These power outages and water cut-offs were likely not a coincidence. A recent New York Times report showed that state-supplied goods, like electricity and water, which had been frequently cut over the past year, mysteriously returned when the Egyptian military deposed Mohammed Morsi. Similarly, in the northwest region of Kef, forest fires have been raging for over a week. These forests are likely being burned intentionally to create chaos at an already chaotic time. Dar Chichou suffered from similar forest fires in 2011. These fires were set by friends of the former first lady, Leila Trabelsi, and her clan. They have not been punished.
In the end, Brahmi’s assassination was meant to provoke maximum confusion and emotional hysteria. Calls to dissolve the government and pressure NCA members to resign threaten the transition, and would do nothing to solve the recent murders or speed institutional reform in Tunisia. Sixty members of the NCA have joined the Bardo sit-in calling to dismantle the government. About 45 of them have demanded the dissolution of the NCA — the very house that hosted them for nearly two years. They have suspended their membership but have so far refused to resign. Conveniently, they still benefit from their high salaries.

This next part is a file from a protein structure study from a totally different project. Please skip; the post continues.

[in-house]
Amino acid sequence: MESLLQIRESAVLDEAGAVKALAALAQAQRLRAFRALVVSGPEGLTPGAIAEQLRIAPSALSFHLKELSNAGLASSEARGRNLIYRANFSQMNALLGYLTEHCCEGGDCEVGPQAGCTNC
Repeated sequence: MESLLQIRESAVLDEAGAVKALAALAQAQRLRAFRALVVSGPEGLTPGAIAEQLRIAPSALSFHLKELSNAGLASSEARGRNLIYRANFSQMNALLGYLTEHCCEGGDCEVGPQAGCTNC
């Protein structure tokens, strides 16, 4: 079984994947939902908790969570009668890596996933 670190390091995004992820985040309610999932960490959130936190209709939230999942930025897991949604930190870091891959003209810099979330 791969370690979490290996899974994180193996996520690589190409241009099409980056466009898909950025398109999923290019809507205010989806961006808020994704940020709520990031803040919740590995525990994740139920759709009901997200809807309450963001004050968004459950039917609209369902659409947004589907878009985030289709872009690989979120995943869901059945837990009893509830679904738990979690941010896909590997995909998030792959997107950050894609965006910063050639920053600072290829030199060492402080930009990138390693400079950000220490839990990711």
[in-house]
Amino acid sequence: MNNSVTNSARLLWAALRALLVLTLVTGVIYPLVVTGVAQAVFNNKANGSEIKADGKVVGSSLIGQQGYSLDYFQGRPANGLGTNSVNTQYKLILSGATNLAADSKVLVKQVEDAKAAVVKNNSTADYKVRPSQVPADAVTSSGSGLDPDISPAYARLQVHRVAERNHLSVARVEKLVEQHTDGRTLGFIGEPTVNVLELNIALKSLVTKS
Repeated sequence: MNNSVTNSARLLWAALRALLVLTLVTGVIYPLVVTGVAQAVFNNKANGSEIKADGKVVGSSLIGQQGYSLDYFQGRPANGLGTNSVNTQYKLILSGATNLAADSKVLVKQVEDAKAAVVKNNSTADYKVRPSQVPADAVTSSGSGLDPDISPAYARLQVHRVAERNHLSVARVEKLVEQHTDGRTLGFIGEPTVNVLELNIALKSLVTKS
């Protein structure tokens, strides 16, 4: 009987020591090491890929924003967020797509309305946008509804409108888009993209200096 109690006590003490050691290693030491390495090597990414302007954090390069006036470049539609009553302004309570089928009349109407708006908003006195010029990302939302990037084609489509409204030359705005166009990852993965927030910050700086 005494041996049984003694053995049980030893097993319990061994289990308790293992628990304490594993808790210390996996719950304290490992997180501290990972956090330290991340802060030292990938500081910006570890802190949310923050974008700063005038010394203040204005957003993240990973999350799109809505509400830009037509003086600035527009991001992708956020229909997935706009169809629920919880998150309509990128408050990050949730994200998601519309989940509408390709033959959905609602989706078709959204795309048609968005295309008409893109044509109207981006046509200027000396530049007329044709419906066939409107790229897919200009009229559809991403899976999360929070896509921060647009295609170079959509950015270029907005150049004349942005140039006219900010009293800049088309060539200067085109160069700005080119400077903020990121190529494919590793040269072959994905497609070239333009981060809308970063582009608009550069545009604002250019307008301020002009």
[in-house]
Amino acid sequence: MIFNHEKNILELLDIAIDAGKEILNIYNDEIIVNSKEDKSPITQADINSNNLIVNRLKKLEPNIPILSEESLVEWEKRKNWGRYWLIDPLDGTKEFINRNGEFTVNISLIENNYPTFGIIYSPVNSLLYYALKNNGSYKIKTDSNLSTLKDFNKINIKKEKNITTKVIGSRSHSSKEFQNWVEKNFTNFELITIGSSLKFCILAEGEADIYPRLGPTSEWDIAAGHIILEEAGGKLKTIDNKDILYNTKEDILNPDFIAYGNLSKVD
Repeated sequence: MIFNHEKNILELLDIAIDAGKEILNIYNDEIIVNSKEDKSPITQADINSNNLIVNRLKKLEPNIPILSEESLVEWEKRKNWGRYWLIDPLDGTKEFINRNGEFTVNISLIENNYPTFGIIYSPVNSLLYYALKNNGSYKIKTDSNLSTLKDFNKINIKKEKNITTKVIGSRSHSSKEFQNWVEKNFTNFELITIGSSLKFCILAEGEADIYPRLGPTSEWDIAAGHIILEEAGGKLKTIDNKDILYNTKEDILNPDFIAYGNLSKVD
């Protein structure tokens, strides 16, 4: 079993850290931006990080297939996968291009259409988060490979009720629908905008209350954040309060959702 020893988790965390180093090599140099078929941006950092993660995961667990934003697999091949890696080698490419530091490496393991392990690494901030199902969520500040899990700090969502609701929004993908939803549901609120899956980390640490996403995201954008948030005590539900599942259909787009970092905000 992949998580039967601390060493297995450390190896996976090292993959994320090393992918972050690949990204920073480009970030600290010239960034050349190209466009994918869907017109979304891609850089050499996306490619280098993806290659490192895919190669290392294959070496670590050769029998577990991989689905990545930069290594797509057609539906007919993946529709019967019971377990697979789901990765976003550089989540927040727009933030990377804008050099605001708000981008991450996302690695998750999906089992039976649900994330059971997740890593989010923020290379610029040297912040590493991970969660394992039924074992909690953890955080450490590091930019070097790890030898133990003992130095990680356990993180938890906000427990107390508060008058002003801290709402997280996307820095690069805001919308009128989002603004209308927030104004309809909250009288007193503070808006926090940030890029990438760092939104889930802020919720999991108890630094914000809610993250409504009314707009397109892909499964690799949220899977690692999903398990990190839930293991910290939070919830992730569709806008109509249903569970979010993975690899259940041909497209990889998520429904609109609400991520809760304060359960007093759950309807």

Regardless of exactly who planned Brahmi’s murder and the subsequent destabilizing attacks Tunisia has been experiencing — be it a small group of ultra-violent Salafi jihadis, old regime interests, foreigners bent on stopping Tunisia’s revolution, or some combination of the three — it is clear that there are people who are determined to upend this transition. Behind some Tunisian politicians, there are businessmen who had very prominent positions in the old regime. Old regime interests are strong in Nidaa Tounes, the media, and even in UGTT, and these links need to be better understood by Tunisians and outside analysts.
Omar Belhaj Salah is an independent researcher and graduate of Manouba University.